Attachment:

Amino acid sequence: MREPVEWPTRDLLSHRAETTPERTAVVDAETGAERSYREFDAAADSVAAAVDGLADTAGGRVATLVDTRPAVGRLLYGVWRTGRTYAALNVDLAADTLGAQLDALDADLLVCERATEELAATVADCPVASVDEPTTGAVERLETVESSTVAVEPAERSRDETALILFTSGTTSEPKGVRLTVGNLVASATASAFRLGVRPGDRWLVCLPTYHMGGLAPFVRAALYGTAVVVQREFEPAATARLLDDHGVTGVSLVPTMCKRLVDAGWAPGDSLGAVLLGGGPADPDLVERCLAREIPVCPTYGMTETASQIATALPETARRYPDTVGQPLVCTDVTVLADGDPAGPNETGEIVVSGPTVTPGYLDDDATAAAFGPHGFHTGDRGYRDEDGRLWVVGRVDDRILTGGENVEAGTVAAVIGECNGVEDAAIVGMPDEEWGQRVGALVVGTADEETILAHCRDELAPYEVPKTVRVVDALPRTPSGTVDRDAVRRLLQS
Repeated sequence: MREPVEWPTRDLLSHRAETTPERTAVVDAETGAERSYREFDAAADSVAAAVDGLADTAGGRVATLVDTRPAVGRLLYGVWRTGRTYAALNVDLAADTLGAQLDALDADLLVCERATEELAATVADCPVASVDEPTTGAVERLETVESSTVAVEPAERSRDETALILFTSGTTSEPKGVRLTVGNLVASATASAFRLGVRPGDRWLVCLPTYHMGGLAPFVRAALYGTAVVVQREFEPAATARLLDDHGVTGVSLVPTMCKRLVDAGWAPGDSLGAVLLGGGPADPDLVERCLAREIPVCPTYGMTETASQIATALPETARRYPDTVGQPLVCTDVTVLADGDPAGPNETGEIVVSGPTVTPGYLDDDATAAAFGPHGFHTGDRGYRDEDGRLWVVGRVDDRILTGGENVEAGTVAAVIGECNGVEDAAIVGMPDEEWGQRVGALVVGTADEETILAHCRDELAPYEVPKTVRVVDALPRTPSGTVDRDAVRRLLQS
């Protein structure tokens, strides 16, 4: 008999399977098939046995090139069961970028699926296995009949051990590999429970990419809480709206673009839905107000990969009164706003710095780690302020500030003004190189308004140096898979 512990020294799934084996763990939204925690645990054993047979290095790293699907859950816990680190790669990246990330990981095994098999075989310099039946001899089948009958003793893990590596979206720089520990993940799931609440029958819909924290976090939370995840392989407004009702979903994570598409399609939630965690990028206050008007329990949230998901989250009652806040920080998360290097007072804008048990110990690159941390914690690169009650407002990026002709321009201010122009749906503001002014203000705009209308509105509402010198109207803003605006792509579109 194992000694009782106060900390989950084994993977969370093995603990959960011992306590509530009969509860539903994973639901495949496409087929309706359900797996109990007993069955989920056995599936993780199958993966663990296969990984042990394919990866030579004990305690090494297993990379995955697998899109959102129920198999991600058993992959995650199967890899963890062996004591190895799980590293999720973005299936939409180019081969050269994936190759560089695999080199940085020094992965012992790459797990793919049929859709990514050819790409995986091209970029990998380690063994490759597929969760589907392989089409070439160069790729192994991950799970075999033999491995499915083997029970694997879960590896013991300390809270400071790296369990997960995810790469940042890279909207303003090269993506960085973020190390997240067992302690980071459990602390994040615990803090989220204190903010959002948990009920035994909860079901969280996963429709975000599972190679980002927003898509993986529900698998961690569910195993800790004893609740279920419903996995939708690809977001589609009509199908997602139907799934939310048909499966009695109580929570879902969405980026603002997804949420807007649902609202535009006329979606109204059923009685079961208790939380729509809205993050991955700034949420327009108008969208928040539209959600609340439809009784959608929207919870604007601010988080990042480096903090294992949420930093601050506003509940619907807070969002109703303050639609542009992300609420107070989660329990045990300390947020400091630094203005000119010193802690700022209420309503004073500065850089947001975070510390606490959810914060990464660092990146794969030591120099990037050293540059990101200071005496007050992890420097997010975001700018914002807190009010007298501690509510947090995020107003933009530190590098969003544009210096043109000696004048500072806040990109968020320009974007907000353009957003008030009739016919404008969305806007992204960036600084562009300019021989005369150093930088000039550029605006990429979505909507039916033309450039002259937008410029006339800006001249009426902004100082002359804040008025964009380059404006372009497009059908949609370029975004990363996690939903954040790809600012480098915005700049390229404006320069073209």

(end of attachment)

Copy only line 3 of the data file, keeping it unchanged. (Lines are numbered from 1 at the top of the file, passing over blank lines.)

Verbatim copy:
């Protein structure tokens, strides 16, 4: 008999399977098939046995090139069961970028699926296995009949051990590999429970990419809480709206673009839905107000990969009164706003710095780690302020500030003004190189308004140096898979 512990020294799934084996763990939204925690645990054993047979290095790293699907859950816990680190790669990246990330990981095994098999075989310099039946001899089948009958003793893990590596979206720089520990993940799931609440029958819909924290976090939370995840392989407004009702979903994570598409399609939630965690990028206050008007329990949230998901989250009652806040920080998360290097007072804008048990110990690159941390914690690169009650407002990026002709321009201010122009749906503001002014203000705009209308509105509402010198109207803003605006792509579109 194992000694009782106060900390989950084994993977969370093995603990959960011992306590509530009969509860539903994973639901495949496409087929309706359900797996109990007993069955989920056995599936993780199958993966663990296969990984042990394919990866030579004990305690090494297993990379995955697998899109959102129920198999991600058993992959995650199967890899963890062996004591190895799980590293999720973005299936939409180019081969050269994936190759560089695999080199940085020094992965012992790459797990793919049929859709990514050819790409995986091209970029990998380690063994490759597929969760589907392989089409070439160069790729192994991950799970075999033999491995499915083997029970694997879960590896013991300390809270400071790296369990997960995810790469940042890279909207303003090269993506960085973020190390997240067992302690980071459990602390994040615990803090989220204190903010959002948990009920035994909860079901969280996963429709975000599972190679980002927003898509993986529900698998961690569910195993800790004893609740279920419903996995939708690809977001589609009509199908997602139907799934939310048909499966009695109580929570879902969405980026603002997804949420807007649902609202535009006329979606109204059923009685079961208790939380729509809205993050991955700034949420327009108008969208928040539209959600609340439809009784959608929207919870604007601010988080990042480096903090294992949420930093601050506003509940619907807070969002109703303050639609542009992300609420107070989660329990045990300390947020400091630094203005000119010193802690700022209420309503004073500065850089947001975070510390606490959810914060990464660092990146794969030591120099990037050293540059990101200071005496007050992890420097997010975001700018914002807190009010007298501690509510947090995020107003933009530190590098969003544009210096043109000696004048500072806040990109968020320009974007907000353009957003008030009739016919404008969305806007992204960036600084562009300019021989005369150093930088000039550029605006990429979505909507039916033309450039002259937008410029006339800006001249009426902004100082002359804040008025964009380059404006372009497009059908949609370029975004990363996690939903954040790809600012480098915005700049390229404006320069073209």